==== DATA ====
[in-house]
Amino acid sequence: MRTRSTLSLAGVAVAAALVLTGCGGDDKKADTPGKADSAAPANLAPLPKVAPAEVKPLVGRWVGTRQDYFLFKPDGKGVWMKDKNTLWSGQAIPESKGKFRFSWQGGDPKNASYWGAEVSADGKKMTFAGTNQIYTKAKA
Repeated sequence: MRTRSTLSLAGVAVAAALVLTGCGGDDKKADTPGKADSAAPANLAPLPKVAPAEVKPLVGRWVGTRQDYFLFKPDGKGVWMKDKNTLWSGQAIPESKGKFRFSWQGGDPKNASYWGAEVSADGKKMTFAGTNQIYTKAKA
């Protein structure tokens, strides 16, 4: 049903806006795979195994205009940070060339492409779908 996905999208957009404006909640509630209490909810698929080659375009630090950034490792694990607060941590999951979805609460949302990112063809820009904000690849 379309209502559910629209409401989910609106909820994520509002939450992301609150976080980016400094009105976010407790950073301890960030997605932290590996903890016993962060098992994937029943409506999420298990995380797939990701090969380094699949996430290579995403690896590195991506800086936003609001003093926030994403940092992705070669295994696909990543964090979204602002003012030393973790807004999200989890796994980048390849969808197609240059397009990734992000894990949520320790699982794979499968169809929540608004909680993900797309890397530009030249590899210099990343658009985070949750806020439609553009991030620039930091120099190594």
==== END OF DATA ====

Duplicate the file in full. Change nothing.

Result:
[in-house]
Amino acid sequence: MRTRSTLSLAGVAVAAALVLTGCGGDDKKADTPGKADSAAPANLAPLPKVAPAEVKPLVGRWVGTRQDYFLFKPDGKGVWMKDKNTLWSGQAIPESKGKFRFSWQGGDPKNASYWGAEVSADGKKMTFAGTNQIYTKAKA
Repeated sequence: MRTRSTLSLAGVAVAAALVLTGCGGDDKKADTPGKADSAAPANLAPLPKVAPAEVKPLVGRWVGTRQDYFLFKPDGKGVWMKDKNTLWSGQAIPESKGKFRFSWQGGDPKNASYWGAEVSADGKKMTFAGTNQIYTKAKA
């Protein structure tokens, strides 16, 4: 049903806006795979195994205009940070060339492409779908 996905999208957009404006909640509630209490909810698929080659375009630090950034490792694990607060941590999951979805609460949302990112063809820009904000690849 379309209502559910629209409401989910609106909820994520509002939450992301609150976080980016400094009105976010407790950073301890960030997605932290590996903890016993962060098992994937029943409506999420298990995380797939990701090969380094699949996430290579995403690896590195991506800086936003609001003093926030994403940092992705070669295994696909990543964090979204602002003012030393973790807004999200989890796994980048390849969808197609240059397009990734992000894990949520320790699982794979499968169809929540608004909680993900797309890397530009030249590899210099990343658009985070949750806020439609553009991030620039930091120099190594």